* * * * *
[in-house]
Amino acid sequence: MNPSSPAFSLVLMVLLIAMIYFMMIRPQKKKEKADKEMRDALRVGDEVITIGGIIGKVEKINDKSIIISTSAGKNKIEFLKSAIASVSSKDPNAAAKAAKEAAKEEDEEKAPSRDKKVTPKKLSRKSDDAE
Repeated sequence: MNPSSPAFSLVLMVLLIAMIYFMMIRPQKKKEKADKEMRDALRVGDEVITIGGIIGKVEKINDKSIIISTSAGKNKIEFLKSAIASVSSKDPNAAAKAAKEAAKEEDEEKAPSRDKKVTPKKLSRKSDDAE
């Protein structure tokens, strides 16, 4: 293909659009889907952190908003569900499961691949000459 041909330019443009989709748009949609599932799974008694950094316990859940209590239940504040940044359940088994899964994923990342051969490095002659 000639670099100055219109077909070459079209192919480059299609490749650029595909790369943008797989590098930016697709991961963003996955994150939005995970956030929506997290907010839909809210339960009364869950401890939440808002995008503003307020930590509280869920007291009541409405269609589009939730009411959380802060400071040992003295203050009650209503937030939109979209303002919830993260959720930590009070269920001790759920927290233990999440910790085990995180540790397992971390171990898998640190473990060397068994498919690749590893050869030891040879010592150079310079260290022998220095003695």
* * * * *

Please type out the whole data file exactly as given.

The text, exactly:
[in-house]
Amino acid sequence: MNPSSPAFSLVLMVLLIAMIYFMMIRPQKKKEKADKEMRDALRVGDEVITIGGIIGKVEKINDKSIIISTSAGKNKIEFLKSAIASVSSKDPNAAAKAAKEAAKEEDEEKAPSRDKKVTPKKLSRKSDDAE
Repeated sequence: MNPSSPAFSLVLMVLLIAMIYFMMIRPQKKKEKADKEMRDALRVGDEVITIGGIIGKVEKINDKSIIISTSAGKNKIEFLKSAIASVSSKDPNAAAKAAKEAAKEEDEEKAPSRDKKVTPKKLSRKSDDAE
């Protein structure tokens, strides 16, 4: 293909659009889907952190908003569900499961691949000459 041909330019443009989709748009949609599932799974008694950094316990859940209590239940504040940044359940088994899964994923990342051969490095002659 000639670099100055219109077909070459079209192919480059299609490749650029595909790369943008797989590098930016697709991961963003996955994150939005995970956030929506997290907010839909809210339960009364869950401890939440808002995008503003307020930590509280869920007291009541409405269609589009939730009411959380802060400071040992003295203050009650209503937030939109979209303002919830993260959720930590009070269920001790759920927290233990999440910790085990995180540790397992971390171990898998640190473990060397068994498919690749590893050869030891040879010592150079310079260290022998220095003695």